Your “life work” is to practice being your best; that’s it. Life is your practice. Practice is your life. You practice by doing what matters to you, doing your best, loving to learn, enjoying the challenge – regardless of conditions in the external world, and regardless of the win/loss record. It’s not about being perfect; it’s about continuing to improve. And lastly, you can have fun playing. You’re going to win some and lose some (just like any game, any life). That’s why you chose a game you love – because it’s your love that sustains you when the losses don’t.
Exercise: Discovering your personal truth. Name distinct phases in your life (perhaps childhood, school, jobs, relationships, family, transitions). Overlap is OK. Look inside each phase, independent of the others; ask yourself: Who was I always being? What was I always drawn to? What did I do or be whether I gained approval or not? What did I imagine or wonder? After you’ve done this for each aspect of your life, go back to your lists and find common threads across lists. These are clues to “the real you,” the you you may have lost in all of life’s pressure to conform. When you discover what you can’t not be/do, you find that piece of yourself that is so naturally you that you might not have previously recognized it as your own unique, deepest essence (soul, purpose), your gift to offer the world.
Life Lessons from Nature: A polar bear’s diet consists almost exclusively of seals, which they hunt from cracks and breathing holes in the sea ice on Hudson Bay and the Arctic Ocean. When the ice melts each spring, bears are stranded on land until it freezes again, usually the beginning of November. For 4 - 5 months, they don’t eat. So by the end of October, they get a bit hungry. For over 15 years, I led nature tours to experience these creatures in their wilderness home. I was always awed by how creative polar bears could be, stranded as they are without food. Tides here run about 20 feet, and coupled with flat topography, a low tide can expose up to half mile of land, covering it again 6 hours later. Seals often sun themselves on rocks exposed above the surface, and head back to sea as the tide ebbs. I once watched as a female bear and her two young cubs sat motionless on shore for nearly three hours, staring attentively at a basking seal … aware the tide was going out, aware that the seal wasn’t. A polar bear is no match for a seal in the water, but a seal is no match for a bear out of the water. When the tide had ebbed “just enough,” the bear leaped into action, heading for the seal at a dead run (which, for a polar bear, can be 45mph on land). It wasn’t long before the hapless seal realized the cost of its lapse in awareness. Too late; an early feast for the bear and her cubs. New possibility.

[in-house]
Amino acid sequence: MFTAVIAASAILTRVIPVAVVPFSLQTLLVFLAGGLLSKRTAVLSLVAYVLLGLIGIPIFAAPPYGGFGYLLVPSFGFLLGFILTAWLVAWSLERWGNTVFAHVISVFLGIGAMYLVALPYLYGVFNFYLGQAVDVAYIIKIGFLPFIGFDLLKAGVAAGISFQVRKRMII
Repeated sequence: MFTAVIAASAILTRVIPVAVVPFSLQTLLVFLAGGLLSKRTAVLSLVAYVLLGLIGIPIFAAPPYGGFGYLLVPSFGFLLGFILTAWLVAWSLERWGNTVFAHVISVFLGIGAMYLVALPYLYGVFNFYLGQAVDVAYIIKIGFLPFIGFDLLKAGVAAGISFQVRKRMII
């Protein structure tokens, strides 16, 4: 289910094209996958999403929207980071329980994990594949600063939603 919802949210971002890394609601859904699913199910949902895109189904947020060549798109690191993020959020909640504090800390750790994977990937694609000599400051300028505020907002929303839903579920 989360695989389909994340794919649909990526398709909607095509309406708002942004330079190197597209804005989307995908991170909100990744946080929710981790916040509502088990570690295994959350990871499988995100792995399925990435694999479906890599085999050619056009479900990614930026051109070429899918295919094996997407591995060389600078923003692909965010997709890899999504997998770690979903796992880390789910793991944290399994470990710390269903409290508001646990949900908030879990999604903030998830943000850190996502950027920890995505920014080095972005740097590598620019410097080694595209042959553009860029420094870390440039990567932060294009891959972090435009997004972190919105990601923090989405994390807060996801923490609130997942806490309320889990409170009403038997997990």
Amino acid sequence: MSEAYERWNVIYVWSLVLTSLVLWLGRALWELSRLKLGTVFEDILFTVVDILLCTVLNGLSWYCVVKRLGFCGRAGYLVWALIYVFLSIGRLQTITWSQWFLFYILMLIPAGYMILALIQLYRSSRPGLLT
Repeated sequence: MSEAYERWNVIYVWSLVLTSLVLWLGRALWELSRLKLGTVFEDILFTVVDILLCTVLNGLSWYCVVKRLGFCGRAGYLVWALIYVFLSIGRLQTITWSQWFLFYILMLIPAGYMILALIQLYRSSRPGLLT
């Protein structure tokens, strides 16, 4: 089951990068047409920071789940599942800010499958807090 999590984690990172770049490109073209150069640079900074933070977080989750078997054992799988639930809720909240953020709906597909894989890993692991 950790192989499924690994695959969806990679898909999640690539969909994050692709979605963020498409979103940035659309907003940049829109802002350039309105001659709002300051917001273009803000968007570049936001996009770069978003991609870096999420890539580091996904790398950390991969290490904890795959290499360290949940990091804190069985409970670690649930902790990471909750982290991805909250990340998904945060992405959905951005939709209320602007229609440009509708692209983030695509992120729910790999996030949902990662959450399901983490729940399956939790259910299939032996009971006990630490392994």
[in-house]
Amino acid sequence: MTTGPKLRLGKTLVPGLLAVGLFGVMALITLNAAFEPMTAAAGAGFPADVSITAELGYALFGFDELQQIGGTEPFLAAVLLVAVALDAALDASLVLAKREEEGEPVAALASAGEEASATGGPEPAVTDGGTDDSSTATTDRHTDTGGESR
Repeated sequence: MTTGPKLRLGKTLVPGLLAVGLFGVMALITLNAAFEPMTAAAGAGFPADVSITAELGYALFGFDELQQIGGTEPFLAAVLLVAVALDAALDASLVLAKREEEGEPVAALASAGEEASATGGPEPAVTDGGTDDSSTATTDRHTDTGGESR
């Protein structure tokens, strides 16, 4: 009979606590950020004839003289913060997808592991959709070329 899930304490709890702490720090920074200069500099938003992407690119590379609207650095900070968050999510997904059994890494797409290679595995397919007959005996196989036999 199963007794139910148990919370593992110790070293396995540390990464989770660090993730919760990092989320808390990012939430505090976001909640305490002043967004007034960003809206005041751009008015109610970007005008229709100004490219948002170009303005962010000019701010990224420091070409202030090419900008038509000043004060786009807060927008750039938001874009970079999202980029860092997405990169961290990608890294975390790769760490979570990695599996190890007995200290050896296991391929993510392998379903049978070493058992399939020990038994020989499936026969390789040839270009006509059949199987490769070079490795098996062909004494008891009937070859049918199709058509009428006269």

Polar bears are hunters; it’s their essence. They can’t not be that. So with no assurance whatsoever her wait would pay off, she nevertheless put into her day all it means to be successful in nature – patience, to wait for possibility; awareness, to notice when it shows up; acceptance, that things will turn out however they do; and trust, in her own power to thrive in this unforgiving land. She could never have known ahead of time how it might go. I suspect she wins some and loses some (perhaps loses many). Yet in all my years with these creatures, I never saw a bear hunt this way. Reward went to one willing to put more into it, clueless (then) as to what might come out of it. And in the process, a new generation of offspring now “knows” the power of creative genius.
Book of the month: On the Brink of Everything, by Parker Palmer. I’ve recommended this book before, and likely will again. It’s perhaps my all-time favorite book in terms of the impact it’s had on my “way of being in the world.” In its exploration of life’s meaning and potential, I found myself in tears and smiling, both at the same time. Said to be about wisdom and perspective we often associate with aging, it’s truly about wisdom which, if “discovered” sooner, could allow us to live happier, more meaningful, less stressful lives. “Once I understand that I am not the sun, I can get out of the sun’s way and stop casting a shadow. I can step aside to let the true sun shine on everyone and everything.” … And if you’re on Cape Cod, you’ll find this book at the Market Street Bookshop in Mashpee Commons; 508-539-6985.